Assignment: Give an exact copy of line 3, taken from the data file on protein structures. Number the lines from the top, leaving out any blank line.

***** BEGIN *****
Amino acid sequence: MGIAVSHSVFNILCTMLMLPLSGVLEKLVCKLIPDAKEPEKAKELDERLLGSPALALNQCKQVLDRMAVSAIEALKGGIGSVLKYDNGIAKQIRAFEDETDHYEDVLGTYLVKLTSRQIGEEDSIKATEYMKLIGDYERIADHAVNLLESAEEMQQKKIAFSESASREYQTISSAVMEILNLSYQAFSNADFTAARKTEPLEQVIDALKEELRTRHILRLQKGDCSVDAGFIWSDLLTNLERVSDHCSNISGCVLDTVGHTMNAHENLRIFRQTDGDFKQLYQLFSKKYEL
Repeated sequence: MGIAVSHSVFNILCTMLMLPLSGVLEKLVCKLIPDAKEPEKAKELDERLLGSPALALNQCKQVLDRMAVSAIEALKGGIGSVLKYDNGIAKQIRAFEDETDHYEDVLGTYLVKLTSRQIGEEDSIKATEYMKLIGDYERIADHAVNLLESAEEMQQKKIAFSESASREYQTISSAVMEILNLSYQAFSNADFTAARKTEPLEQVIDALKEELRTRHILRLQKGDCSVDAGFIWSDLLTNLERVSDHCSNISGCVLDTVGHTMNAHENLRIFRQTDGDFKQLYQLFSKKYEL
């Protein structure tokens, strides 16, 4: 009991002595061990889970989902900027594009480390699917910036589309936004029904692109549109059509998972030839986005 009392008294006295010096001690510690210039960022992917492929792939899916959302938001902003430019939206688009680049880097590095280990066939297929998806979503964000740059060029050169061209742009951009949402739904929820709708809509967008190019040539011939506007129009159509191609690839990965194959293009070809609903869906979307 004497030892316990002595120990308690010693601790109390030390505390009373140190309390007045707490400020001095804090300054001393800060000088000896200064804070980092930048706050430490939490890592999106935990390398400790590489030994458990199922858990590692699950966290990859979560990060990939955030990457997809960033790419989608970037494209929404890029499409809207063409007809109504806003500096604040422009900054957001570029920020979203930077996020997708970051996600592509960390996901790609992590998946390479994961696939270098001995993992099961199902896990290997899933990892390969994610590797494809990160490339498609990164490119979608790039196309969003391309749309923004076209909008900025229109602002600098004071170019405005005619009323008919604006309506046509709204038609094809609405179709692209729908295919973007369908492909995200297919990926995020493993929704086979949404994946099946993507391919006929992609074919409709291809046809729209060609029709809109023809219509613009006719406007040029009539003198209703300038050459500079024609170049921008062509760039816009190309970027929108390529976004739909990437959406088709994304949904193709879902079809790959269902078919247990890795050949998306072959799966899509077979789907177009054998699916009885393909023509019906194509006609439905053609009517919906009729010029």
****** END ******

């Protein structure tokens, strides 16, 4: 009991002595061990889970989902900027594009480390699917910036589309936004029904692109549109059509998972030839986005 009392008294006295010096001690510690210039960022992917492929792939899916959302938001902003430019939206688009680049880097590095280990066939297929998806979503964000740059060029050169061209742009951009949402739904929820709708809509967008190019040539011939506007129009159509191609690839990965194959293009070809609903869906979307 004497030892316990002595120990308690010693601790109390030390505390009373140190309390007045707490400020001095804090300054001393800060000088000896200064804070980092930048706050430490939490890592999106935990390398400790590489030994458990199922858990590692699950966290990859979560990060990939955030990457997809960033790419989608970037494209929404890029499409809207063409007809109504806003500096604040422009900054957001570029920020979203930077996020997708970051996600592509960390996901790609992590998946390479994961696939270098001995993992099961199902896990290997899933990892390969994610590797494809990160490339498609990164490119979608790039196309969003391309749309923004076209909008900025229109602002600098004071170019405005005619009323008919604006309506046509709204038609094809609405179709692209729908295919973007369908492909995200297919990926995020493993929704086979949404994946099946993507391919006929992609074919409709291809046809729209060609029709809109023809219509613009006719406007040029009539003198209703300038050459500079024609170049921008062509760039816009190309970027929108390529976004739909990437959406088709994304949904193709879902079809790959269902078919247990890795050949998306072959799966899509077979789907177009054998699916009885393909023509019906194509006609439905053609009517919906009729010029």